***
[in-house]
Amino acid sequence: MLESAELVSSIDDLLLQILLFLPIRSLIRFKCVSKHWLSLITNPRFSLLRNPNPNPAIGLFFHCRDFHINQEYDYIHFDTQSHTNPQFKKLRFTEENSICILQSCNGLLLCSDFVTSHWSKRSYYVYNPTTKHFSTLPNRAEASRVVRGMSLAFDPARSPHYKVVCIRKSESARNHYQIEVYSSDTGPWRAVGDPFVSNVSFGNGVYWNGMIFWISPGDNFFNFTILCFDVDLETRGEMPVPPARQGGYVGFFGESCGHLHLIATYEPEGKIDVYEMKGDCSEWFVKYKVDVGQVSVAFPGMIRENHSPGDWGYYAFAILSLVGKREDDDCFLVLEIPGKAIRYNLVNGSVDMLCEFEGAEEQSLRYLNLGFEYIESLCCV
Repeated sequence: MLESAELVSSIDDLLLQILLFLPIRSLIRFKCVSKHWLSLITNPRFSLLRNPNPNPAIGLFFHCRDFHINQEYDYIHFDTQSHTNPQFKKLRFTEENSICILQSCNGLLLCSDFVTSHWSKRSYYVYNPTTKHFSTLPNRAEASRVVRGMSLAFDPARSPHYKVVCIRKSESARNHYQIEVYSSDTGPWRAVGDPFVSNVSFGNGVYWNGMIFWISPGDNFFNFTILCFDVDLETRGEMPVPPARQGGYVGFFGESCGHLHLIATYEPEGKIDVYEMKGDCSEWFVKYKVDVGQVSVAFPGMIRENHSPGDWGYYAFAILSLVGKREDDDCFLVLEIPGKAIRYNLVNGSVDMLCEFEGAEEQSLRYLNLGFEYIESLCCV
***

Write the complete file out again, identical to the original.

[in-house]
Amino acid sequence: MLESAELVSSIDDLLLQILLFLPIRSLIRFKCVSKHWLSLITNPRFSLLRNPNPNPAIGLFFHCRDFHINQEYDYIHFDTQSHTNPQFKKLRFTEENSICILQSCNGLLLCSDFVTSHWSKRSYYVYNPTTKHFSTLPNRAEASRVVRGMSLAFDPARSPHYKVVCIRKSESARNHYQIEVYSSDTGPWRAVGDPFVSNVSFGNGVYWNGMIFWISPGDNFFNFTILCFDVDLETRGEMPVPPARQGGYVGFFGESCGHLHLIATYEPEGKIDVYEMKGDCSEWFVKYKVDVGQVSVAFPGMIRENHSPGDWGYYAFAILSLVGKREDDDCFLVLEIPGKAIRYNLVNGSVDMLCEFEGAEEQSLRYLNLGFEYIESLCCV
Repeated sequence: MLESAELVSSIDDLLLQILLFLPIRSLIRFKCVSKHWLSLITNPRFSLLRNPNPNPAIGLFFHCRDFHINQEYDYIHFDTQSHTNPQFKKLRFTEENSICILQSCNGLLLCSDFVTSHWSKRSYYVYNPTTKHFSTLPNRAEASRVVRGMSLAFDPARSPHYKVVCIRKSESARNHYQIEVYSSDTGPWRAVGDPFVSNVSFGNGVYWNGMIFWISPGDNFFNFTILCFDVDLETRGEMPVPPARQGGYVGFFGESCGHLHLIATYEPEGKIDVYEMKGDCSEWFVKYKVDVGQVSVAFPGMIRENHSPGDWGYYAFAILSLVGKREDDDCFLVLEIPGKAIRYNLVNGSVDMLCEFEGAEEQSLRYLNLGFEYIESLCCV